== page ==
There’s been a lot of development in the frontend frameworks ecosystem over the last seven years. We’ve learned a lot about what it takes to build and maintain large applications. We’ve seen many new ideas emerge. Some of these new ideas changed how we build web applications, and others we discarded because they did not work.
In the process, we saw a lot of hype and conflicting opinions that made it difficult to choose a framework. This choice is especially difficult when you’re picking a framework for an organization that will be responsible for maintaining this application for a long time.
In this article, I would like to describe the evolution of our understanding of how to build modern web applications and suggest a way of thinking about which technology to choose.
Backbone’s Models represented data and business logic. They emitted change to Views. When a change event was triggered, the view was responsible for applying that change to the DOM. Backbone was template agnostic. It left it to the developer to manually update the DOM.
Around the time that Backbone 1.0 landed, Angular.js was released and started to grow in popularity. Instead of focusing on the Model like Backbone, it focused on making the view better.
Angular.js introduced the idea of compiling templates to make HTML dynamic. It allowed injecting behavior into HTML elements using Directives. You could bind a model to a view and the view would automatically update when the model changed.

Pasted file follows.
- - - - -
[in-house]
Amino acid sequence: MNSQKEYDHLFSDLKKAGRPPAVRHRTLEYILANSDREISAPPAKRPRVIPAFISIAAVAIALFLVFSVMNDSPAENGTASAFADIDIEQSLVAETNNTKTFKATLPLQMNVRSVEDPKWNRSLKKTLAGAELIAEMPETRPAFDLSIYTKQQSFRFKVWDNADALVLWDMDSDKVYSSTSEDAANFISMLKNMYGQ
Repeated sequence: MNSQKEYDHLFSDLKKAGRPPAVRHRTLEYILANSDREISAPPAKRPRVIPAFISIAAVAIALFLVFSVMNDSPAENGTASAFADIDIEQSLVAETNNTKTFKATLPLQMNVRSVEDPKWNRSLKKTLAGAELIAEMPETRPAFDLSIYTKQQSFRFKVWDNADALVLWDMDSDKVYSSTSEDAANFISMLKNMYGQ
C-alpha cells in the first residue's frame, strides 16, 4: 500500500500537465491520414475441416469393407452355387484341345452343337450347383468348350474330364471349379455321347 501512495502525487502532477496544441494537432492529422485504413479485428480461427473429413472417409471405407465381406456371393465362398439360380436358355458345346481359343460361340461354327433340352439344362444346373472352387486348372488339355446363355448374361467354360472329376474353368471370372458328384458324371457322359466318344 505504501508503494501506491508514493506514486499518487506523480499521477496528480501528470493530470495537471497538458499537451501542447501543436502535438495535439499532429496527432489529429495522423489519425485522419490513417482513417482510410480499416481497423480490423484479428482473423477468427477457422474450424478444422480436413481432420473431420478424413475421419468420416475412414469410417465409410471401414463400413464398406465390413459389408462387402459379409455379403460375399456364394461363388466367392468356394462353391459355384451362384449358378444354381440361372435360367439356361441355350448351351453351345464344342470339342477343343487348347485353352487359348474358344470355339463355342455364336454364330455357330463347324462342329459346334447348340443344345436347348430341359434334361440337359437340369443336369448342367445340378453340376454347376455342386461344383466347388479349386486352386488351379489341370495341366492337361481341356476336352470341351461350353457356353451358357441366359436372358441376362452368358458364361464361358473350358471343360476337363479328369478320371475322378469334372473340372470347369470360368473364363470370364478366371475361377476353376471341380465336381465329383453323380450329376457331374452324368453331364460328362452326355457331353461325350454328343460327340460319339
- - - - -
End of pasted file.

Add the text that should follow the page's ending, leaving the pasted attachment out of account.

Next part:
The popularity of Angular.js grew because it was easy to add Angular.js to any project and easy to get started with. Many developers were attracted to Angular.js because it was built by Google which gave Angular.js automatic credibility.
At about the same time, Web Components specification promised to make it possible for developers to create reusable widgets that were isolated from their context and were easy to compose with other widgets.
The Web Components specification was four separate specifications that worked together.
- HTML Template — provides HTML markup for the component
- Custom Element — provides a mechanism to create a custom HTML element
- Shadow DOM — isolates the internals of the component from the context that rendered it
- HTML Import — makes it possible to load the Web Component into a page
A team at Google created a polyfill library that provided Web Components for all browsers at the time. This library was called Polymer and was open-sourced in November of 2013.
Polymer was the first library to make it possible to build an interactive application by composing components. Early adopters benefited from composability but found performance issues that needed to be addressed by the framework.
Simultaneously, a small group of developers were inspired by the ideology of Ruby on Rails and wanted to create a convention-based, community-driven, open-source framework for building large web applications.
They started with a fork of SproutCore 2.0, which was an MVC-based framework with clear separation between Model, Controllers, and the View. This new framework was called Ember.js.
The first challenge of creating a convention-based framework was finding the patterns that were common to large web applications. The Ember.js team looked at large Backbone applications to find similarities.
They identified the need to render nested views where some parts of the application were consistent while other parts changed from one part of the app to another. For Web development company check Vivid Designs
They also saw the URL as a key player in the architecture of web applications. They married the idea of nested views and the significance of the URL to create a routing system that served as the entry point into an application and controlled the initial view rendering.